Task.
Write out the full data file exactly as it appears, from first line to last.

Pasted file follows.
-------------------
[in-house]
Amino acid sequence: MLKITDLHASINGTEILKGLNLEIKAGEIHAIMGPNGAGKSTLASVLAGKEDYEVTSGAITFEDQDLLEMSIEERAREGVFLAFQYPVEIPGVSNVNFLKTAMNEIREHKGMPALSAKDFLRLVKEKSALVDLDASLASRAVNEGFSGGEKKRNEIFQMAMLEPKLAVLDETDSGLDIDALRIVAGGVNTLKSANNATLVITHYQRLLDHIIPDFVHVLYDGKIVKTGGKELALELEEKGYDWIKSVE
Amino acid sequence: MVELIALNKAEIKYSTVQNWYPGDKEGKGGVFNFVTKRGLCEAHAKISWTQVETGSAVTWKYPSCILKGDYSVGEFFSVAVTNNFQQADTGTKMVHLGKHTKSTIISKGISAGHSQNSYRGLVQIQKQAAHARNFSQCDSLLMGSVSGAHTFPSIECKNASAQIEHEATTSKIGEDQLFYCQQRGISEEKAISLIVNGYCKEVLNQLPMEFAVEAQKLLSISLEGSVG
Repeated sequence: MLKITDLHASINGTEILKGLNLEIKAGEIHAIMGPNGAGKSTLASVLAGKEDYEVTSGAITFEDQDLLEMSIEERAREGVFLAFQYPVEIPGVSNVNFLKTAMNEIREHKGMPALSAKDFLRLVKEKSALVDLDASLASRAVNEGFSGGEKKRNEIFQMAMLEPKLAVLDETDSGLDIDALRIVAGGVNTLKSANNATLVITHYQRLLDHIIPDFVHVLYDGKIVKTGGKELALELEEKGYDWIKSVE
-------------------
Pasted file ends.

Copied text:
[in-house]
Amino acid sequence: MLKITDLHASINGTEILKGLNLEIKAGEIHAIMGPNGAGKSTLASVLAGKEDYEVTSGAITFEDQDLLEMSIEERAREGVFLAFQYPVEIPGVSNVNFLKTAMNEIREHKGMPALSAKDFLRLVKEKSALVDLDASLASRAVNEGFSGGEKKRNEIFQMAMLEPKLAVLDETDSGLDIDALRIVAGGVNTLKSANNATLVITHYQRLLDHIIPDFVHVLYDGKIVKTGGKELALELEEKGYDWIKSVE
Amino acid sequence: MVELIALNKAEIKYSTVQNWYPGDKEGKGGVFNFVTKRGLCEAHAKISWTQVETGSAVTWKYPSCILKGDYSVGEFFSVAVTNNFQQADTGTKMVHLGKHTKSTIISKGISAGHSQNSYRGLVQIQKQAAHARNFSQCDSLLMGSVSGAHTFPSIECKNASAQIEHEATTSKIGEDQLFYCQQRGISEEKAISLIVNGYCKEVLNQLPMEFAVEAQKLLSISLEGSVG
Repeated sequence: MLKITDLHASINGTEILKGLNLEIKAGEIHAIMGPNGAGKSTLASVLAGKEDYEVTSGAITFEDQDLLEMSIEERAREGVFLAFQYPVEIPGVSNVNFLKTAMNEIREHKGMPALSAKDFLRLVKEKSALVDLDASLASRAVNEGFSGGEKKRNEIFQMAMLEPKLAVLDETDSGLDIDALRIVAGGVNTLKSANNATLVITHYQRLLDHIIPDFVHVLYDGKIVKTGGKELALELEEKGYDWIKSVE